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Hindringham Hall Gardens at Hindringham Hall Gardens & Tea Room
The gardens lie within and without the moat. Entrance to the gardens is from the paddock to the east of the moat. All are welcome but most of the paths are of pea shingle and unsuitable for navigation by wheelchairs. This is a working garden supplying fruit and vegetables for the house. All the paths are edged with box and at the centre there is an herb parterre. This organic garden is on a southerly slope to maximise production and abuts the moat. Vegetables include artichokes, asparagus, beans, carrots, parsnips, peas, spinach, salsify, beetroot, potatoes, onions, sweetcorn, lettuce, radish and rocket. Herbs include rosemary, thyme, sage, marjoram, mint, chives and angelica. Fruit includes apples, pears, plums, cherries, grapes, blackcurrants, redcurrants, blackberries, jostaberries, teyberries, raspberries and figs. Some fresh produce is available for sale when in season.
The Victorian Greenhouse is a working greenhouse where cuttings and seeds are propagated. It also contains several varieties of tomatoes to produce fruits from August to November. Please enter if you wish. Continue alongside the moat to the Iris and Delphinium Walk. The bearded irises ate at their best in May. The Delphiniums are at their best in June and July. This leads to the Copse. This comprises mainly chestnut, evergreen oak and hornbeam. In spring it is a mass of snowdrops; from May a mass of bluebells. In autumn the base of the chestnuts are alive with cyclamen.
From the copse turn left alongside the moat into the Daffodil area. As its shape suggests this is actually a roadway between the moat and medieval fish ponds whose outlines can be seen through the gap in the hedge. It was here that the carp and eel were loaded into carts for the Prior's table ion Norwich or Binham. Today it is an unbroken mass of 32 verities of daffodil (best seen in April), followed by a white carpet of cow parsley. Note also the beautiful views of the house. At the end of the daffodil area is the bog area. Tread carefully if you venture onto the wooden walkway into the reeds beside the weeping willow. Note the giant gunnera manicata, the yellow water iris and the water lilies.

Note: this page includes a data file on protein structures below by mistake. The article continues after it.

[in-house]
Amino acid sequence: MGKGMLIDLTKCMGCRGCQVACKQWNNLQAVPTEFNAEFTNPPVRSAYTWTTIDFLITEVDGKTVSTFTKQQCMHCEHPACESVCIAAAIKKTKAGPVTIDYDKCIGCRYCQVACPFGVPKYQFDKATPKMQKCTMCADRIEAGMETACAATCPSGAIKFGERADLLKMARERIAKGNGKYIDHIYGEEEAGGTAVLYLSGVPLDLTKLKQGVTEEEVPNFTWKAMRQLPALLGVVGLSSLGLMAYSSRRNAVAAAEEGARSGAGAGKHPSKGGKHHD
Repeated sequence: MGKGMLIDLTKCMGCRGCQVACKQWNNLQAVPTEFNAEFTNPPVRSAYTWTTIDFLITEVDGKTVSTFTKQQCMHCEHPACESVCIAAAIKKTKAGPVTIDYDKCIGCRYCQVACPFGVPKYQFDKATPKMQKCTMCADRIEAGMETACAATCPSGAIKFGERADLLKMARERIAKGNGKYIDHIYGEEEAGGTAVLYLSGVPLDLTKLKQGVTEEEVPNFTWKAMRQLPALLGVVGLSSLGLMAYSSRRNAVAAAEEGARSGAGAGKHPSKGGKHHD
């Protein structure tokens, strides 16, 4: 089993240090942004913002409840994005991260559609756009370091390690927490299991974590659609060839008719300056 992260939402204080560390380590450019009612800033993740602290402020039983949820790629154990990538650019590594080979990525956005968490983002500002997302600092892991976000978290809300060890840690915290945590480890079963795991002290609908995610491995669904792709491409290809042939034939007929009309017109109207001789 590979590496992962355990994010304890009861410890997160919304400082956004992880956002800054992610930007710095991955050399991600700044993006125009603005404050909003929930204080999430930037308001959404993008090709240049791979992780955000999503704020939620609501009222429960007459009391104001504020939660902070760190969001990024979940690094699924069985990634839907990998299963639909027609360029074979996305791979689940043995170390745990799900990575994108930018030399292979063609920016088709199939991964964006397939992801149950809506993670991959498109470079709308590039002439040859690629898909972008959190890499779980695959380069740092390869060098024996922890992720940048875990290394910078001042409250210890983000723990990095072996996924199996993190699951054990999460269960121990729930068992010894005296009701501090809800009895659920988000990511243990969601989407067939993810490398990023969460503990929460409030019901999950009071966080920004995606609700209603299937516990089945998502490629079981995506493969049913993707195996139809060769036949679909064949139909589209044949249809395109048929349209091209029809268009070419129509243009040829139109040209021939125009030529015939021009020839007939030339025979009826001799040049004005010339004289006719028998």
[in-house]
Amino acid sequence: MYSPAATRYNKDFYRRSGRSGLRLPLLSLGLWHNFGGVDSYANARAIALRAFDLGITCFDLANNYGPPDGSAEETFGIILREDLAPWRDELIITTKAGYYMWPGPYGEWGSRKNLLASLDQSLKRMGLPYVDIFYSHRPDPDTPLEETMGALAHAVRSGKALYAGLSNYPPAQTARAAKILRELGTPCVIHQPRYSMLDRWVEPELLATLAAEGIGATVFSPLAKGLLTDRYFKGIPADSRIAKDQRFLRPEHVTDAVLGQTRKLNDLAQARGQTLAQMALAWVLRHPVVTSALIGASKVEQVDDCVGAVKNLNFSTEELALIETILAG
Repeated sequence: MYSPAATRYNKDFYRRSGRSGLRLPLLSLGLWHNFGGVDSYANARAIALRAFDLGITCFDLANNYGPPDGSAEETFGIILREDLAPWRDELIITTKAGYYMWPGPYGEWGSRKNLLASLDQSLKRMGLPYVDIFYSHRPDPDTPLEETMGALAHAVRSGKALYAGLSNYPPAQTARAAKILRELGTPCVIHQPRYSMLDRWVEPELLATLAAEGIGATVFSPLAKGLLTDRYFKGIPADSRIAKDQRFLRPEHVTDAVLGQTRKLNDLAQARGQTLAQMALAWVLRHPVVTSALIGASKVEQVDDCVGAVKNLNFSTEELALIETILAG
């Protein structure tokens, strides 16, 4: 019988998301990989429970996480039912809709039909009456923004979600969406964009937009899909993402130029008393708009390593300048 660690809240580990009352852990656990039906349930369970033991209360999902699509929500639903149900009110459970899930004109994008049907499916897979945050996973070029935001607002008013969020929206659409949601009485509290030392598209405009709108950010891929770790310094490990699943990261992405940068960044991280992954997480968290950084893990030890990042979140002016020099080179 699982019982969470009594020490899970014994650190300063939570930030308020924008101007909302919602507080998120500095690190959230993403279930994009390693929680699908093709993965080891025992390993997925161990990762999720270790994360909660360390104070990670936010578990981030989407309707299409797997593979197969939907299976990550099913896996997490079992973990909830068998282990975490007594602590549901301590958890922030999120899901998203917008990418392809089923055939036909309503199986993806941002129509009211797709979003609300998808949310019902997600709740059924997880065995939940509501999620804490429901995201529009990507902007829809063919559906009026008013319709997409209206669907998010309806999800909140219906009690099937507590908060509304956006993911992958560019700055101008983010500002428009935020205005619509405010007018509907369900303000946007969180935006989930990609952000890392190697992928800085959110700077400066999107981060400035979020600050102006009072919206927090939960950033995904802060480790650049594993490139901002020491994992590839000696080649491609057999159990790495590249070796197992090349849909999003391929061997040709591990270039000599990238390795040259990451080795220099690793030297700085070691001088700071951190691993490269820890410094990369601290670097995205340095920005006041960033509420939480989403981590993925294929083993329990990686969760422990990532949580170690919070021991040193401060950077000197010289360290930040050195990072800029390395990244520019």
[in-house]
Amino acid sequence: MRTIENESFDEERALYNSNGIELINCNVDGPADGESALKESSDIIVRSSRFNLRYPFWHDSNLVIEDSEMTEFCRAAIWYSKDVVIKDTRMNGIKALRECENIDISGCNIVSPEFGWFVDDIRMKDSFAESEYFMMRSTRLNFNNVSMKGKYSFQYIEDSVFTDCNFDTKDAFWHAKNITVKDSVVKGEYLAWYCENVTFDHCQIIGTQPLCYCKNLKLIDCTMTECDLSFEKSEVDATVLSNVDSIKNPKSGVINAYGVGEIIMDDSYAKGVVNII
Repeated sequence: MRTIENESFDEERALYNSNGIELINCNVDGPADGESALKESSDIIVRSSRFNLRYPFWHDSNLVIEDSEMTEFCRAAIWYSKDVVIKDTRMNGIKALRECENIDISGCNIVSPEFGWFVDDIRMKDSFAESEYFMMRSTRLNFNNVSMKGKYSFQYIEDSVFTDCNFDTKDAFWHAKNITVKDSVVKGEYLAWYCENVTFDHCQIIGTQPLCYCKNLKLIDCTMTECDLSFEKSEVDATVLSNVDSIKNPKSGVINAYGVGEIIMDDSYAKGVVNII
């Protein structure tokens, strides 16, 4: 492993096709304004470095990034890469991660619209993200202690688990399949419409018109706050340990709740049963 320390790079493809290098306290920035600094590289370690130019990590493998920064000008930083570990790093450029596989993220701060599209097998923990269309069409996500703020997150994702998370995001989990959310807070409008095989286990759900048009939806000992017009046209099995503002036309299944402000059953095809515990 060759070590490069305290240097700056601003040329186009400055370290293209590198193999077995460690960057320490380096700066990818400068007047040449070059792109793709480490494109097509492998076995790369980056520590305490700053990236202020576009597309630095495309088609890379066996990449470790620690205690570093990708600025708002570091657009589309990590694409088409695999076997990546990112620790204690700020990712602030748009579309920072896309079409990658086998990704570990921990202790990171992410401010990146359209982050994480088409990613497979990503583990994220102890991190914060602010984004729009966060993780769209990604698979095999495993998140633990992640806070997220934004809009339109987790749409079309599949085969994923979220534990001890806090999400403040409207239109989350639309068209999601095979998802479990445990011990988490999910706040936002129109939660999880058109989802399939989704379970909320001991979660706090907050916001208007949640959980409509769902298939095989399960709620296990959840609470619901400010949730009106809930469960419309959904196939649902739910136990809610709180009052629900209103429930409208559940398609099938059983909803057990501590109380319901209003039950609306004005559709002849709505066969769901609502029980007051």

This leads to the water garden. This lies alongside the northern bank of the moat and is bisected by a stream - one of the upper reaches of the Stiffkey River. It is mainly planted with primula, hellebores, hosta and day lilies. At their best in May, June and July. Take your choice of cool meandering paths. Note also the orange water trickling from a spring rich in iron and the strange lump of medieval brickwork thought to be the remains of a Mill.
The water garden leads to the bridge over the moat. Cross the brick and stone bridge to the inside of the moat and the house. The house is covered with Wisteria followed by a succession of climbing roses.
The West Lawn is bounded on 3 sides with formal herbaceous borders giving a mass of colour from April to September. A path alongside the moat is screened by a pergola of scented roses and clematis. The Victorian nutwalk becomes a dark and cool tunnel from July to September.
The Wild garden is best in April and May when it is a mass of primroses, daffodils, wild geranium, anenomes and lucojum (like giant snowdrops) beside the moat. Help yourself to the dark red fruits of the Mulberry tree in August.
Along the gravel drive is a pergola planted with climbing roses and clematis. Bounding the moat is a carpet of daffodils followed by colchiums (autumn crocus) in August.
Coffee and tea is available from 11-4pm in a paved courtyard on the east side of the house.
All plants for sale at the entrance gate have been propagated from the plants you have seen in the garden.
£6, children under 15 free
- Coach parties accepted
- English Heritage Property
- Facilities for groups
- Facilities for educational visits
- On-site catering
- On-site light refreshments
- Public toilets
- Accepts groups
- Children welcome
- Dogs accepted